This is a follow up from the previous post on the way business marketing authors approached the Viread retro-viral drug and its use in Africa during clinical testing trials. In the chapter on business ethics in this textbook, International Marketing, the authors subtly discuss environmental ethics and its effect on business.

Activists are the bane of a marketer’s professional life. They are constantly working to destroy the image of a business and expose its innermost flaws. This is something the business class needs to reply to with skill because it could tarnish the image and the profit of the business. Exxon Mobil, for example, funded climate change skeptic groups – the Heartland Institute, Advancement of Sound Science Center, etc. – in order to refute the claims of environmental activists who were making it difficult for the oil industry to ignore climate change.

“Business ethics” comes to the rescue. It provide business professionals with better rhetorical skill and strategies to further exploitation. The study of “business ethics” is an excuse to teach the student of marketing how to get around ethical norms, how to promote an image of ethical leadership, and how to make business as usual viable for the business.

Here is a section of the book that discusses global warming.

The Ethical Nature of Promoting Large SUVs

Cars emit carbon dioxide, which is thought to contribute to global warming. Such emissions can be reduced when fewer people purchase large SUVs, which are generally fuel-inefficient vehicles. CAFE (corporate average fuel economy) rules are set at only 20.7 miles per gallon for SUVs as compared to 27.5 mph for full-size cars. Hence, SUVs have come under attack as making the United States more dependent on imported oil, as well as for their poor safety record. The industry, by manufacturing and promoting more fuel-efficient cars and trucks, could help reduce dependence on energy imports. Should car companies, therefore, promote fuel-efficient cars and encourage to buy them at the expense of pricier, more profitable, large, fuel-guzzling SUVs? In Canada, the answer has been a resounding “yes.” Canadian automobile companies signed an agreement with the Canadian government, agreeing to reduce greenhouse gas emissions by 17 percent over five years, which would involve using fuel-saving technologies and alternative fuels such as ethanol, clean deisel, and biodiesel.”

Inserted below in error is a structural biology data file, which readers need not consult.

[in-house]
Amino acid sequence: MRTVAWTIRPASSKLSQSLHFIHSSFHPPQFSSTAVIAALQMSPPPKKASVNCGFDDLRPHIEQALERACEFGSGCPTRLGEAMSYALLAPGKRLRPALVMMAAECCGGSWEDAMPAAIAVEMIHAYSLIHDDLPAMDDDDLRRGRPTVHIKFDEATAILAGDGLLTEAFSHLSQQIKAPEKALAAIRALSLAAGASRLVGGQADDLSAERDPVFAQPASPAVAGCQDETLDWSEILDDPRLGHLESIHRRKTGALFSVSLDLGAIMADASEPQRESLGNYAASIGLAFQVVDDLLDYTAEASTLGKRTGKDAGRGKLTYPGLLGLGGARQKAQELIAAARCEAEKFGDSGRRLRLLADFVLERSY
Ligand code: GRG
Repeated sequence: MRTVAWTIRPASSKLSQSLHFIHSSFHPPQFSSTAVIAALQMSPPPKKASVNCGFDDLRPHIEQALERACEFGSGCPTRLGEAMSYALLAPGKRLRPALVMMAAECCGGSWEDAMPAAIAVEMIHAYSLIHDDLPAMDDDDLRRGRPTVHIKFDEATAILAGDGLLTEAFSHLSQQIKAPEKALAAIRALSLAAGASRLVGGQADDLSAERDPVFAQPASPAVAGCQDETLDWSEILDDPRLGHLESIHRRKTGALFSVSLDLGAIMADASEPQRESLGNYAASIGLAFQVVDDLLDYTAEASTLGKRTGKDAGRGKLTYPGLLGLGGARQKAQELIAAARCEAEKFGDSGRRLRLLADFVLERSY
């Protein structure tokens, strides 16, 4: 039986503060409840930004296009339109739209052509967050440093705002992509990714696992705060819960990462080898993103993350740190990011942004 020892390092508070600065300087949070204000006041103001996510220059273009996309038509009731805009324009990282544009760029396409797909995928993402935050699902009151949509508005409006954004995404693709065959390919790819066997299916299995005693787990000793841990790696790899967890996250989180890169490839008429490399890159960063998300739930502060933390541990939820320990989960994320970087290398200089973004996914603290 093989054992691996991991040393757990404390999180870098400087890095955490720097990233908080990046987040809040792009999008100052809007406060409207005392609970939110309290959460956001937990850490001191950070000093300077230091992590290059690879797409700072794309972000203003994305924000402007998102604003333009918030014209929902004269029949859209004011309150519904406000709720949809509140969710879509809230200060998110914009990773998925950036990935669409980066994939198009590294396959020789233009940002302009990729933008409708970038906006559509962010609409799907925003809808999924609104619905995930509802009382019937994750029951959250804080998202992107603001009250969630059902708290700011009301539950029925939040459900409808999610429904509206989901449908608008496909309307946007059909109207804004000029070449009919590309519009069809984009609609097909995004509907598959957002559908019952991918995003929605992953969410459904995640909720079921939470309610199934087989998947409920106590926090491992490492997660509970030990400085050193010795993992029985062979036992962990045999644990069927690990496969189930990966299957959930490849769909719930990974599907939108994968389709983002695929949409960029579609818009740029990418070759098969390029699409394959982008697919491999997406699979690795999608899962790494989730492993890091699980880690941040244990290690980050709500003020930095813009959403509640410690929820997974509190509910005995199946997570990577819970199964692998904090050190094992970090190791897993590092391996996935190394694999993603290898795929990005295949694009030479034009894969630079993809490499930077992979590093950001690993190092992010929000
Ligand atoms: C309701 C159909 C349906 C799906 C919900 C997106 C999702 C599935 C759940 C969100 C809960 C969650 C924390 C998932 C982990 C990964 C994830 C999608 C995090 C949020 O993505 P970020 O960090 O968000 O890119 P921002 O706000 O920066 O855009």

The book says that when there are multiple stakeholders, corporations need guidance as to how to deal with and prioritize values.

“A puzzle for corporations is that there are many worthy causes and constituencies. A firms’ consumers and its shareholders might ask what it is doing about global warming, terrorism, governmental corruption, and poverty, among other issues. An automobile company might well argue that its products have little to do with terrorism, governmental corruption, and poverty. The company may go on to state that it is working on reducing emissions and is devoting funds to research to develop an engine that is clean-burning, thus helping to reduce global warming. In rebuttal, activists might point out that the company imports thousands of containers full of parts every year and that its manufacturing processes in other countries, coupled with these shipments, contribute to pollution and global warming.”

In the Questions and Research section, the book asks students to consider a few points from the chapter and discuss them in groups. The question relevant to this portion of the textbook is not, “What is the role of business in addressing climate change?” or, “What are some ways the automobile industry can address climate change?” or something along those lines. The question is,

“How does the presence of multiple stakeholders affect conduct? Focus on the issue of reducing environmental pollution globally to discuss how the green lobby affects global business practices.”